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From "n. alex rupp" <>
Subject Re: Geronimo needs a tracking system
Date Mon, 18 Aug 2003 03:27:49 GMT
Or people could take an alternate route.  A lot of us see things that
Geronimo needs but aren't committers.  I prefer it that way for now.  I'd
rather be around long enough to prove I'm a team player, that I know the
technology and product and care about the project and respect the community.
I'd be cautious about swelling the ranks of the project too quickly.

But let's face it.  A lot of stuff needs to get done, and the time is now.
We can talk about ideas forever on this list, but talk won't make the tests

So, what else can we do?

I created a project space at SF where I can work on some code and bring it
to maturity before submitting it to you guys.  I'm not going to have mailing
lists for this project, just CVS, bug tracking and the rest of the SF
project management features.  As long as it's built and distributed under
the Apache license, I can keep the talk about it here on this list (or the
MX4J list, because my work applies there a bit more for the moment).  If the
community later adopts it, it could become a subproject of Geronimo--or not.
We'll see.

If Elba is a sort of "output buffer" for Geronimo, nothing says we can't all
organize our own "input buffers".  Instead of working as one large
heirarchical mass we could work more like a P2P social network and form
smaller less dependent teams working with or around one another.  It's just
a matter of taking the initiative and not relying so much on the committers
to manage our efforts.  This allows the newcomers to participate and learn
the technology but it also takes some heat off of the committers to serve as
project managers.

The way we're doing it now is very cathedral style.  It's very cool,
exciting, open and free . . . but it still smacks of a cathedral.  And
that's to be expected.  Many of us are trained to naturally form cathedral
structures.  A lot of the people here are probably wondering "how do I get
started on this?  These people are already two years ahead of me in the
learning curve!".

I figured, instead of getting flustered about it, I might as well just post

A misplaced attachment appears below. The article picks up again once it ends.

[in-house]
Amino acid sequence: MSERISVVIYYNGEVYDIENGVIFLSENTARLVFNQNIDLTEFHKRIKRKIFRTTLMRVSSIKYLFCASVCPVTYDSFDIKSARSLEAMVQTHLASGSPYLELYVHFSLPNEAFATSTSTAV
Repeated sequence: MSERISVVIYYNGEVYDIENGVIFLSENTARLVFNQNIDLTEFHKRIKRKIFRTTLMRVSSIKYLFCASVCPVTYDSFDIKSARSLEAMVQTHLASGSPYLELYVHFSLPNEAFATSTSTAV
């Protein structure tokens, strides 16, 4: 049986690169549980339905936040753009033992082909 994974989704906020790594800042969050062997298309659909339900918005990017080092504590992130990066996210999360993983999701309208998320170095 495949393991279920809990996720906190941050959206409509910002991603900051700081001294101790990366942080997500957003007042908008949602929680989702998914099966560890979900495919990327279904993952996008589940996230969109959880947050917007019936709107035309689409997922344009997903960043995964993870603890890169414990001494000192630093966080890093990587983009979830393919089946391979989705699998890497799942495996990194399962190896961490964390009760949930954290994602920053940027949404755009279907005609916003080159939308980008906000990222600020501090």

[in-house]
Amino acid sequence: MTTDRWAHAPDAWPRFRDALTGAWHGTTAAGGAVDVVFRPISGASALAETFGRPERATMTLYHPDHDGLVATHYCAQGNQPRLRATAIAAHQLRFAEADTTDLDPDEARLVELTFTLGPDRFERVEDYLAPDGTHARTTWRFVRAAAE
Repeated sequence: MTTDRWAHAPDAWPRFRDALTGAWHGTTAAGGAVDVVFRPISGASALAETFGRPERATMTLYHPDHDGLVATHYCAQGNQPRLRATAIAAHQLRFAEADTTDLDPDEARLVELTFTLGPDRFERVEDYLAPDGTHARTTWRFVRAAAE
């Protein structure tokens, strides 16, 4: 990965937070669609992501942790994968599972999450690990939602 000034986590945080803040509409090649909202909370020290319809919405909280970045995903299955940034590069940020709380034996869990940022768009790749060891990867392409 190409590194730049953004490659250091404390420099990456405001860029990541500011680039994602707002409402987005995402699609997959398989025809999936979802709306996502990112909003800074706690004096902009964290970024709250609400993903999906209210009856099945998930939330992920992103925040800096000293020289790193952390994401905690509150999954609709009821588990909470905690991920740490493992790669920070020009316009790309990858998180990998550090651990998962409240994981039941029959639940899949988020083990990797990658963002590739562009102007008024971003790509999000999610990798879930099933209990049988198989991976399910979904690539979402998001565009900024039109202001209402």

some code up somewhere and start working on it.  I'm not advocating "all
motion and no direction" at all.  I'm not just writing code for it's own
sake--there's an end in mind.  When it's ready, if the community wants it in
Geronimo, it's theirs.  If not, I'll reinvent the wheel again, and make it
better.  Humankind has been reinventing the wheel for ten thousand years.
One more time won't hurt, right? I'll design it to be pluggable as a JMX
service.  Either way, I learn more about the technology and hopefully get to
know the community better, which brings me closer to the core of the

And we can all do this without putting additional pressure on the current
committers and without breaking away from the community.

I hope this helps people consider an alternate perspective on how to get
their hands dirty around here without overstressing the PMC and the
committers.  It's a huge project and maybe the traditional method doesn't
scale well.  If this *were* a bazaar, the mailing list is the streets and
the little side project is like my tent or personal workshop.  No potter can
turn his craft in the middle of a crowded street, right?

Cheers, everyone ;-)
N. Alex Rupp (

----- Original Message -----
From: "Paul Hammant" <>
To: <>
Sent: Sunday, August 17, 2003 10:27 AM
Subject: Re: Geronimo needs a tracking system

> Greg,
> > I have no problem with using an issue tracker and think that we
> > definitely
> > should have one.
> >
> > I just don't think that it will help too much with the problem at hand
> > now... which is getting lots of patches into a very dynamic system with
> > a few task loaded committers.
> Perhaps what Geronimo perhaps needs is a few Apache old hands with spare
> bandwidth and the willingness to apply patches.  People who whould not
> in any other sense alter the voting dynamics of the original list of
> committers.  I say this because you should be careful about otherwise
> rushing people in inside of the usual six months of quality patches
> preceeding nomination (not application) for committership.  Geronimo is
> very young and should be careful about rushing people in to help at this
> stage.
> - Paul
> --
> -> The art of heavy lifting.
> Home for many Agile practicing, Open Source activists...

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